Editor’s Note: “The Economic Development Side” originally appears in the Pine Bluff Regional Chamber of Commerce’s weekly member e-newsletter. It is written by Rhonda Dishner, the Economic Development Alliance’s executive assistant.


Two staff members at the Economic Development Alliance (Alliance) have earned certificates for completing professional development courses recently.


Caleb McMahon, the Alliance’s director of economic development, completed the Mid-South Basic Economic Development Course (BEDC) in early April. The course is accredited by the International Economic Development Council (IEDC). This year it was held at the Arkansas State Chamber of Commerce at Little Rock.


Topics included Perspectives on Economic Development, Strategic Planning, Real Estate Development, Business Attraction, Community/Neighborhood Development and Financing Economic Development.


At the invitation of the course director, a session titled “Managing the Economic Development Organization” was presented by Lou Ann Nisbett (CEcD), president and CEO of the Alliance. That presentation included an overview of the Alliance, its “toolbox to increase prosperity” in Jefferson County, and its local partnerships in those efforts.


McMahon noted later that his boss’s presentation listed a good portion of the Alliance’s wide-ranging economic development activities. And, after talking with many of his classmates, he also said the talk by Nisbett reinforced his realization that Jefferson County is “pretty much on top of what it needs to be doing and, in many cases, is well ahead of the game.”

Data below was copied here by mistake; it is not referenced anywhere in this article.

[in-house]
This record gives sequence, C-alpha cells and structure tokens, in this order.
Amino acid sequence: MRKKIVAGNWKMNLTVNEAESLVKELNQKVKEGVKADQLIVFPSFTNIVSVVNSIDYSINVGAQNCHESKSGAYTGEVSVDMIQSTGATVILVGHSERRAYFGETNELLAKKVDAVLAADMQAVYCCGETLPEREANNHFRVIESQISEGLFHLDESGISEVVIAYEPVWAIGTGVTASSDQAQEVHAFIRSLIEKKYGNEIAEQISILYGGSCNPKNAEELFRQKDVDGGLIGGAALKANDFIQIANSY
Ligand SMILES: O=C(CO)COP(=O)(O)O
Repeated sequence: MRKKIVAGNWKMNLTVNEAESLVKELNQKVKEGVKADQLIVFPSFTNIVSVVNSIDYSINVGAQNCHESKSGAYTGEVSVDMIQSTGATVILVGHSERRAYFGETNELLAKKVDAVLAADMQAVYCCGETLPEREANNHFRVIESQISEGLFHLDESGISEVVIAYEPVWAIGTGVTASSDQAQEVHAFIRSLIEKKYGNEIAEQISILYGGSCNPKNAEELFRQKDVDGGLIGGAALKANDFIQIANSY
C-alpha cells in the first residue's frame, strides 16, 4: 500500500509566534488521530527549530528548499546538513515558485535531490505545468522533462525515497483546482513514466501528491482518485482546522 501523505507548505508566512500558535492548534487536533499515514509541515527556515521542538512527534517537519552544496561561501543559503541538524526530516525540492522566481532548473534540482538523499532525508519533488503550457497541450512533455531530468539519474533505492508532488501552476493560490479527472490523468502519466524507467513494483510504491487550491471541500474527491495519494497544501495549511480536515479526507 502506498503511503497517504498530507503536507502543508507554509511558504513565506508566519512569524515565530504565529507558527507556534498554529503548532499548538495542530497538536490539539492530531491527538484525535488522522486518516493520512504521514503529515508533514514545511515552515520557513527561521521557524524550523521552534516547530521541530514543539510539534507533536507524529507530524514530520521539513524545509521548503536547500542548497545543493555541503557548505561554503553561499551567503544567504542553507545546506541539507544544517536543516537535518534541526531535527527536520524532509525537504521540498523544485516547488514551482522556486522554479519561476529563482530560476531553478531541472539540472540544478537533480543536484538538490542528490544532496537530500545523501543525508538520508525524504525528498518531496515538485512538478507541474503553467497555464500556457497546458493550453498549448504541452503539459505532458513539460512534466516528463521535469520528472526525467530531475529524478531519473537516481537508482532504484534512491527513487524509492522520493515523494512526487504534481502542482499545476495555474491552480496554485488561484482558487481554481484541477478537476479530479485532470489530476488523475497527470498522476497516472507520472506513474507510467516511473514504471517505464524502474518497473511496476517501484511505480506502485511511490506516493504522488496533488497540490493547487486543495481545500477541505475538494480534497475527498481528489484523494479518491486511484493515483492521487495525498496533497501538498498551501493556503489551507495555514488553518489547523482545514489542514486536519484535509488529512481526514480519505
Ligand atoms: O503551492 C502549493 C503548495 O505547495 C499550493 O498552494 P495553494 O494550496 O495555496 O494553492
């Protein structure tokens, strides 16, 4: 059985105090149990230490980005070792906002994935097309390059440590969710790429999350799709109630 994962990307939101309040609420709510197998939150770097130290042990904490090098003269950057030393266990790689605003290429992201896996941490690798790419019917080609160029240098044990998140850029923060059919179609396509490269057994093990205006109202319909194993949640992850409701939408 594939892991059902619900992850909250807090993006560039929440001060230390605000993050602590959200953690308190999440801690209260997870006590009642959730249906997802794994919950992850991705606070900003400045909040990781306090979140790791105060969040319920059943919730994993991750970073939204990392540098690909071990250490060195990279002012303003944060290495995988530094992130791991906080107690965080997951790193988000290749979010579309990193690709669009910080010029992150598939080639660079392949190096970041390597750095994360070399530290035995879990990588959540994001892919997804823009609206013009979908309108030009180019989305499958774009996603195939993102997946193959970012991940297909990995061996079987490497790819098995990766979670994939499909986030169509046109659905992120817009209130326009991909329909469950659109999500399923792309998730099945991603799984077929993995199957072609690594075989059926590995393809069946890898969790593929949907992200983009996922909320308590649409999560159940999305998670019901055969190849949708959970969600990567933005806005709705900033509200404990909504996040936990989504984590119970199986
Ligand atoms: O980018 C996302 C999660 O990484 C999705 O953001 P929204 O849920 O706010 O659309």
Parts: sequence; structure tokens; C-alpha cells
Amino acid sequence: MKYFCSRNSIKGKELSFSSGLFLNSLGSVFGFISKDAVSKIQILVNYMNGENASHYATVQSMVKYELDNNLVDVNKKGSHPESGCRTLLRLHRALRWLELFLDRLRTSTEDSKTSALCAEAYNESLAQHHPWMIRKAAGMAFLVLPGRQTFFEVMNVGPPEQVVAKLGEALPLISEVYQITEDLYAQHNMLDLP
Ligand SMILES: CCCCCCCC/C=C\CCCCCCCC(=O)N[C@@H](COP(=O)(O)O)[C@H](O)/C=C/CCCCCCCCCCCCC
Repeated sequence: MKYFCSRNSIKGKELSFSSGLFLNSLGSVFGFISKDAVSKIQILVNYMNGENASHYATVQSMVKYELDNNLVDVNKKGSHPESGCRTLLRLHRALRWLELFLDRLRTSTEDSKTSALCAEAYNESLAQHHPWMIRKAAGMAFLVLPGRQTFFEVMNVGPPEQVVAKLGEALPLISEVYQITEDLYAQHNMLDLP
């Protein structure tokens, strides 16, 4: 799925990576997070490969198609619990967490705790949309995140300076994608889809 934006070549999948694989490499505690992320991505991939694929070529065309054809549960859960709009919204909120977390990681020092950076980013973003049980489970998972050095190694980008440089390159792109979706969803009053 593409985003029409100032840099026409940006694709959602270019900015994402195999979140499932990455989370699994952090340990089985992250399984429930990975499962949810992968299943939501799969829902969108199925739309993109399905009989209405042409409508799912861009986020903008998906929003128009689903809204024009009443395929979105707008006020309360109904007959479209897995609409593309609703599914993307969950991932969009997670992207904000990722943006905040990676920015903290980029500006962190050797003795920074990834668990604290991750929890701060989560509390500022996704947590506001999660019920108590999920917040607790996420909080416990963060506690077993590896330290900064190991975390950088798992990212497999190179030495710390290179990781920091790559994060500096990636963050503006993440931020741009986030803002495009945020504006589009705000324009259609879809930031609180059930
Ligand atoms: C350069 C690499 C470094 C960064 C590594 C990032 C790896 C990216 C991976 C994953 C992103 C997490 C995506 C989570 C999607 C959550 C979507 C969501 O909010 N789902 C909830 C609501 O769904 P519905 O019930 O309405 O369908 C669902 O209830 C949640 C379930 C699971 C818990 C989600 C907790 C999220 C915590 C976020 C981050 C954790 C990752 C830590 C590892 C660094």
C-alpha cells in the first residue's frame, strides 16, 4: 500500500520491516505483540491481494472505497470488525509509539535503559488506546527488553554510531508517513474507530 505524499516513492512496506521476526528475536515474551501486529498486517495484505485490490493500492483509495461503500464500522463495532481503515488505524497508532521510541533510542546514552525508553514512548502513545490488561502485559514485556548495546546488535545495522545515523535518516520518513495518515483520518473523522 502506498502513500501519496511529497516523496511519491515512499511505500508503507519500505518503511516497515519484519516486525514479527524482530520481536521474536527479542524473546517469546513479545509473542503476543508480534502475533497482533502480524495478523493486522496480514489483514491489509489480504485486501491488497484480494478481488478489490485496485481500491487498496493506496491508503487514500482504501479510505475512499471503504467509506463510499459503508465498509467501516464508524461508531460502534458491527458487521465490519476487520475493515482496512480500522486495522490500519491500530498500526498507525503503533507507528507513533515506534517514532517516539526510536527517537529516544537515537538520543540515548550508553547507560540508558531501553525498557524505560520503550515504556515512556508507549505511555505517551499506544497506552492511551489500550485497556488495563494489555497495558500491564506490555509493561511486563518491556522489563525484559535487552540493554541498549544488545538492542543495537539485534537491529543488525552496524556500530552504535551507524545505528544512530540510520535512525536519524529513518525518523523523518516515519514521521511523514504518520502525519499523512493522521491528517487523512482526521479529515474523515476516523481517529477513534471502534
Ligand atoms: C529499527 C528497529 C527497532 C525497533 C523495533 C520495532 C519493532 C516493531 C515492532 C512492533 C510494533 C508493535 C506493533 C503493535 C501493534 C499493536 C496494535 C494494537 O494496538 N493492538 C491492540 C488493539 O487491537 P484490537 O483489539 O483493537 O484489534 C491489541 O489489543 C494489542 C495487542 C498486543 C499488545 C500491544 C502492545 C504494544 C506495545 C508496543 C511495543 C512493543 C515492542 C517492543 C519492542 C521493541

The four-day Arkansas basic course was sponsored by the newly merged Arkansas Economic Developers & Chamber Executives (AEDCE) membership organization. Similar sessions are offered in eleven other locations around the country. They serve as the equivalent of IEDC’s “introduction to economic development” and may be applied toward requirements to sit for the Certified Economic Developer (CEcD) exam following completion of additional rigorous coursework offered by IEDC. McMahon plans to continue working toward CEcD certification.


According to AEDCE’s website, Mid-South BEDC is designed as “an intensive introduction to the fundamentals of economic development,” which gives attendees the tools to help their respective communities foster economic advancement. Participants include elected officials, government agency staff, utility personnel, real estate developers, chamber and economic development organization professionals, and educators.


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Alliance staff member Nancy Lee McNew, who serves as director of the Pine Bluff Regional Chamber of Commerce, passed her examination for Professional Community & Economic Developer (PCED) certification in late 2016 through the Community Development Council. Sitting for the exam followed three annual, week-long course sessions through the Community Development Institute at the University of Central Arkansas at Conway. McNew also completed the Mid-South Basic course in 2014.